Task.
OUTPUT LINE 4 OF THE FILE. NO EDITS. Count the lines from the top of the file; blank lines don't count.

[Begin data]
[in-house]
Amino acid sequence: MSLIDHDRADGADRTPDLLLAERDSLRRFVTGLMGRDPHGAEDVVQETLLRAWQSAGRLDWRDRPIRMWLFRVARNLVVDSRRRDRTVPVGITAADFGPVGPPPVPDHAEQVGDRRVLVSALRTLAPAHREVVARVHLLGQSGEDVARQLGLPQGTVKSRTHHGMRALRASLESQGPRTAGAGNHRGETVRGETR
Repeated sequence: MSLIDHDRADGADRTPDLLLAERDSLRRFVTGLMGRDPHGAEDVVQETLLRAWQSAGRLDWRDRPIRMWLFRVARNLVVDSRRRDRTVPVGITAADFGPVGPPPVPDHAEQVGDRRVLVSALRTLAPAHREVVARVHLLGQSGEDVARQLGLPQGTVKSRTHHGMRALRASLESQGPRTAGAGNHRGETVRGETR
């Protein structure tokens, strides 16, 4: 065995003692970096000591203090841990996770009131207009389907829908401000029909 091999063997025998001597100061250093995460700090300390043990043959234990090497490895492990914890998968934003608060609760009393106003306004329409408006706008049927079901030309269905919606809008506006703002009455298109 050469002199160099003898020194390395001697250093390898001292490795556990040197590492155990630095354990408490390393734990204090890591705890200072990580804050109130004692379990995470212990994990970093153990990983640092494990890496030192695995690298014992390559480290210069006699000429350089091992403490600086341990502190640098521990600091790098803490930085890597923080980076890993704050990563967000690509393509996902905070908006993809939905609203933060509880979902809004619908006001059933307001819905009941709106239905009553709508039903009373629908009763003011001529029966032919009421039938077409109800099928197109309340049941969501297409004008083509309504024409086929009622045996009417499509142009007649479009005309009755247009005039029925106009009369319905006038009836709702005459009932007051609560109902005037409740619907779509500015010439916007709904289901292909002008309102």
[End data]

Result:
């Protein structure tokens, strides 16, 4: 065995003692970096000591203090841990996770009131207009389907829908401000029909 091999063997025998001597100061250093995460700090300390043990043959234990090497490895492990914890998968934003608060609760009393106003306004329409408006706008049927079901030309269905919606809008506006703002009455298109 050469002199160099003898020194390395001697250093390898001292490795556990040197590492155990630095354990408490390393734990204090890591705890200072990580804050109130004692379990995470212990994990970093153990990983640092494990890496030192695995690298014992390559480290210069006699000429350089091992403490600086341990502190640098521990600091790098803490930085890597923080980076890993704050990563967000690509393509996902905070908006993809939905609203933060509880979902809004619908006001059933307001819905009941709106239905009553709508039903009373629908009763003011001529029966032919009421039938077409109800099928197109309340049941969501297409004008083509309504024409086929009622045996009417499509142009007649479009005309009755247009005039029925106009009369319905006038009836709702005459009932007051609560109902005037409740619907779509500015010439916007709904289901292909002008309102």